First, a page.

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I Say No

Wilkie Collins

Book Overview: 

Emily Brown is an orphan girl that almost no one can help but love when they meet her. She is pursued by two worthy men: Mr. Alban Morris, the drawing master at her school; and Rev. Miles Mirabel, a clergyman. However, one of them is lying to her after she discovers that her father's death wasn't natural, as she was led to believe.

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Book Excerpt: 
. . .I can't give you an encouraging report of your aunt. The rheumatic fever (aggravated by the situation of this house—built on clay, you know, and close to stagnant water) has been latterly complicated by delirium."

"Is that a bad sign, sir?"

"The worst possible sign; it shows that the disease has affected the heart. Yes: she is suffering from inflammation of the eyes, but that is an unimportant symptom. We can keep the pain under by means of cooling lotions and a dark room. I've often heard her speak of you—especially since the illness assumed a serious character. What did you say? Will she know you, when you go into her room? This is about the time when the delirium usually sets in. I'll see if there's a quiet interval."

He opened the door—and came back again.

"By the way," he resumed, "I ought perhaps to explain how it was that I took the liberty of sending you that telegram. Mrs. Ellmother refused to inform . . . Read More

Community Reviews

This is probably his least good book. Plot seems to shift from a semi-supernatural one to a rather dull conventional one. No suspsense, really. Characters are not up to his usual standard.

Another fun mystery story by Collins. I enjoy being able to settle into the era he writes about. No texting or phone calls allowed, just be sure you have a servant or young lad who can run across town and wait for a reply. It seems every chapter has someone checking the train schedule so they can...more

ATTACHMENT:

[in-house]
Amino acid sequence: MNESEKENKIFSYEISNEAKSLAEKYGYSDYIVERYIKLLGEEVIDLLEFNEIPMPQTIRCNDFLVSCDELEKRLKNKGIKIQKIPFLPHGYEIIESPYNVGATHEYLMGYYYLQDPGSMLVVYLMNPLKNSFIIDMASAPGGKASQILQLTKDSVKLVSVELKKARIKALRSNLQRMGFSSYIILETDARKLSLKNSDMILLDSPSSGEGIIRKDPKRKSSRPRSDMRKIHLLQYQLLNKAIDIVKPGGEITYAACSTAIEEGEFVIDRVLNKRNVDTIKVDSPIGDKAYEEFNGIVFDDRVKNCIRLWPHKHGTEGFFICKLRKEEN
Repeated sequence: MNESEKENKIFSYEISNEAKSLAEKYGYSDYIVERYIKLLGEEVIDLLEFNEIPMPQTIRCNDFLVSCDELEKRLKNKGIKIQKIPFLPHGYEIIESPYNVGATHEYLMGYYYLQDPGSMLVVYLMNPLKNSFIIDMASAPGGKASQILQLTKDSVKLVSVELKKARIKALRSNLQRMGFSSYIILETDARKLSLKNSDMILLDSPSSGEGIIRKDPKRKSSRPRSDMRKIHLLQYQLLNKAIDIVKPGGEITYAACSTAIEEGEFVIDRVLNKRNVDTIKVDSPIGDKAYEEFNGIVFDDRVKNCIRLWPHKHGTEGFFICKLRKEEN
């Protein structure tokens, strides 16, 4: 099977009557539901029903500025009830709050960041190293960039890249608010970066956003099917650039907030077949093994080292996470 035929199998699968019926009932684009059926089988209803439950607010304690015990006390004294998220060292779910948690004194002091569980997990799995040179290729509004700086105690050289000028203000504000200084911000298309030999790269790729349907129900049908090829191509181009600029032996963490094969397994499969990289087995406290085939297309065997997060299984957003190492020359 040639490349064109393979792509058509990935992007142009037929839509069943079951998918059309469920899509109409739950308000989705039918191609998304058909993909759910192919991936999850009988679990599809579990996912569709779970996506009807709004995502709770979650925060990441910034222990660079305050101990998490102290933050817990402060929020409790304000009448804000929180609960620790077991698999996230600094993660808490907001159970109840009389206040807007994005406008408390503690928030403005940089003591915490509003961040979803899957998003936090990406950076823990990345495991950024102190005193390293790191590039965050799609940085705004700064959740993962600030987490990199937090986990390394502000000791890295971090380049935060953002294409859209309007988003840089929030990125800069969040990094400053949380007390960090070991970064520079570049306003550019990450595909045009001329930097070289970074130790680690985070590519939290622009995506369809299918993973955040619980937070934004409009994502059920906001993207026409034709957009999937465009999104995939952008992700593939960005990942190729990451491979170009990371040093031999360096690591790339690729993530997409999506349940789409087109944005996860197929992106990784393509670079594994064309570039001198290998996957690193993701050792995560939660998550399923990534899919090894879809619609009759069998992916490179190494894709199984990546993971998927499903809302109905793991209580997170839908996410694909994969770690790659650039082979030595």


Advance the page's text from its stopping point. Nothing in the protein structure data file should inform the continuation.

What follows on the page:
Wilkie Collins deserves to be better known. I realize, full well, that some people recognize him as author of The Moonstone or The Woman in White, and both of these works are, indeed, masterpieces. However, those aren't the only things he wrote! Armadale and No Name have the same twisted mystery...more

I'm a huge Wilkie Collins fan but this is a bit of a mess, frankly. The plot doesn't hang together and the characters seem to change their natures at random. I do like the food-obsessed beauty, though, and Mirabel was a good Wilkie-esque weakling.

I read a lot of Wilkie Collins a good decade ago, but haven't in recent years. "I Say No" I'd never read before. I loved it, and it reminded me of everything cool about Collins: his observations that seems so sharp for the 19th century, his fascination with weirdos and the handicapped, his proto-...more

My least favorite book by a favorite author.

I agree with the title. I like Wilkie Collins, he writes well, and the writing was not the problem - it was the thin-as-to-be-transparent plot. As a mystery, it could have been solved in the first chapter. Miss Marple would have taken one good look at Mrs. Rook, cast off a row of knitting, and ro...more

Wilkie Collins is an amazing author and a favourite of mine, with a knack for spinning the happiest possible endings from his dark and integrating murder plots. This book will have you suspecting everything but the truth and smiling by the end. It is well written true to form and as usual for Mr...more

Wilkie Collins always tells a good tale. Having read so many of his books, I can now see commonalities in his characters, settings, and themes, which lends a type of comfort as I read, allowing the narrative to unfold.
At the end of the book, I found myself thinking, Hm.
I felt there...more

This 1884 murder mystery is of interest mainly because murder mysteries were still a new genre at the time. It has many of the other ingredients of Collins Victorian domestic melodramas as well. It has flaws – many characters withhold key information for the flimsiest of reasons, leading you to g...more

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